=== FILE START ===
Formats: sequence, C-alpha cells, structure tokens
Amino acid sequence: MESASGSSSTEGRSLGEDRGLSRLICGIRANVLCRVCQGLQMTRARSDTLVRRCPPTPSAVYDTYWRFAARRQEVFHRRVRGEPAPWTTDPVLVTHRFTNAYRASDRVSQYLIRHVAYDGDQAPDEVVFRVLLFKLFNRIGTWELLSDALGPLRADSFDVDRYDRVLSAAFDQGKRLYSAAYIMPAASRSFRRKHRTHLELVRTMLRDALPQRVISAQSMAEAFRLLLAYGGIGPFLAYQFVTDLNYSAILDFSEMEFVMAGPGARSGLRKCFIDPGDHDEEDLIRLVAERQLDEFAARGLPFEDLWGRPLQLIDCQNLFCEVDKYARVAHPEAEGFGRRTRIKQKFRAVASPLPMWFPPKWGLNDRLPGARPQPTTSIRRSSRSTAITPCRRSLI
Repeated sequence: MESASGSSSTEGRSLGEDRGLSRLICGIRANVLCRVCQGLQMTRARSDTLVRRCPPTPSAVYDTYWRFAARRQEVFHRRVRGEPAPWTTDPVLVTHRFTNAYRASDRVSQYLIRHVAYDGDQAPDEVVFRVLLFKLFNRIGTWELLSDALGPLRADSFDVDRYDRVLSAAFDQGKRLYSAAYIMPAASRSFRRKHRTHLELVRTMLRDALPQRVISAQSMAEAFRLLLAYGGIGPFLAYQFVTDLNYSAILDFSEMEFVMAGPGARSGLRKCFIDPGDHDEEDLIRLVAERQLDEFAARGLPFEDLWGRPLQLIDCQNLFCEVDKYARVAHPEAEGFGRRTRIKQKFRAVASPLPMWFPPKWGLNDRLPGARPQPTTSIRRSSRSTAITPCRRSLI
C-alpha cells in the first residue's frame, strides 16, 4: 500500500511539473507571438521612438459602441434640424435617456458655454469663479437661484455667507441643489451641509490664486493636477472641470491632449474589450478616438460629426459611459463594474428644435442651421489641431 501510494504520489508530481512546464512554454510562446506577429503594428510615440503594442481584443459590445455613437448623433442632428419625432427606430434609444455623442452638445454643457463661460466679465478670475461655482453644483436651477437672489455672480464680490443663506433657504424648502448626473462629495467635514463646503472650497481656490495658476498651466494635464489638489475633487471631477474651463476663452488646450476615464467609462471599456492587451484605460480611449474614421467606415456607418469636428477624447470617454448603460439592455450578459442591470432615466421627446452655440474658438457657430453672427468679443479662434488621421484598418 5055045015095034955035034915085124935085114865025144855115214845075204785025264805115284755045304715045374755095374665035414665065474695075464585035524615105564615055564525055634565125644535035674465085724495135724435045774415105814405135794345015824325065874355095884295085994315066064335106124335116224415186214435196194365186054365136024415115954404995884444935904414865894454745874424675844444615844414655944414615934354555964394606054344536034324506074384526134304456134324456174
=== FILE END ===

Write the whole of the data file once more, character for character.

Formats: sequence, C-alpha cells, structure tokens
Amino acid sequence: MESASGSSSTEGRSLGEDRGLSRLICGIRANVLCRVCQGLQMTRARSDTLVRRCPPTPSAVYDTYWRFAARRQEVFHRRVRGEPAPWTTDPVLVTHRFTNAYRASDRVSQYLIRHVAYDGDQAPDEVVFRVLLFKLFNRIGTWELLSDALGPLRADSFDVDRYDRVLSAAFDQGKRLYSAAYIMPAASRSFRRKHRTHLELVRTMLRDALPQRVISAQSMAEAFRLLLAYGGIGPFLAYQFVTDLNYSAILDFSEMEFVMAGPGARSGLRKCFIDPGDHDEEDLIRLVAERQLDEFAARGLPFEDLWGRPLQLIDCQNLFCEVDKYARVAHPEAEGFGRRTRIKQKFRAVASPLPMWFPPKWGLNDRLPGARPQPTTSIRRSSRSTAITPCRRSLI
Repeated sequence: MESASGSSSTEGRSLGEDRGLSRLICGIRANVLCRVCQGLQMTRARSDTLVRRCPPTPSAVYDTYWRFAARRQEVFHRRVRGEPAPWTTDPVLVTHRFTNAYRASDRVSQYLIRHVAYDGDQAPDEVVFRVLLFKLFNRIGTWELLSDALGPLRADSFDVDRYDRVLSAAFDQGKRLYSAAYIMPAASRSFRRKHRTHLELVRTMLRDALPQRVISAQSMAEAFRLLLAYGGIGPFLAYQFVTDLNYSAILDFSEMEFVMAGPGARSGLRKCFIDPGDHDEEDLIRLVAERQLDEFAARGLPFEDLWGRPLQLIDCQNLFCEVDKYARVAHPEAEGFGRRTRIKQKFRAVASPLPMWFPPKWGLNDRLPGARPQPTTSIRRSSRSTAITPCRRSLI
C-alpha cells in the first residue's frame, strides 16, 4: 500500500511539473507571438521612438459602441434640424435617456458655454469663479437661484455667507441643489451641509490664486493636477472641470491632449474589450478616438460629426459611459463594474428644435442651421489641431 501510494504520489508530481512546464512554454510562446506577429503594428510615440503594442481584443459590445455613437448623433442632428419625432427606430434609444455623442452638445454643457463661460466679465478670475461655482453644483436651477437672489455672480464680490443663506433657504424648502448626473462629495467635514463646503472650497481656490495658476498651466494635464489638489475633487471631477474651463476663452488646450476615464467609462471599456492587451484605460480611449474614421467606415456607418469636428477624447470617454448603460439592455450578459442591470432615466421627446452655440474658438457657430453672427468679443479662434488621421484598418 5055045015095034955035034915085124935085114865025144855115214845075204785025264805115284755045304715045374755095374665035414665065474695075464585035524615105564615055564525055634565125644535035674465085724495135724435045774415105814405135794345015824325065874355095884295085994315066064335106124335116224415186214435196194365186054365136024415115954404995884444935904414865894454745874424675844444615844414655944414615934354555964394606054344536034324506074384526134304456134324456174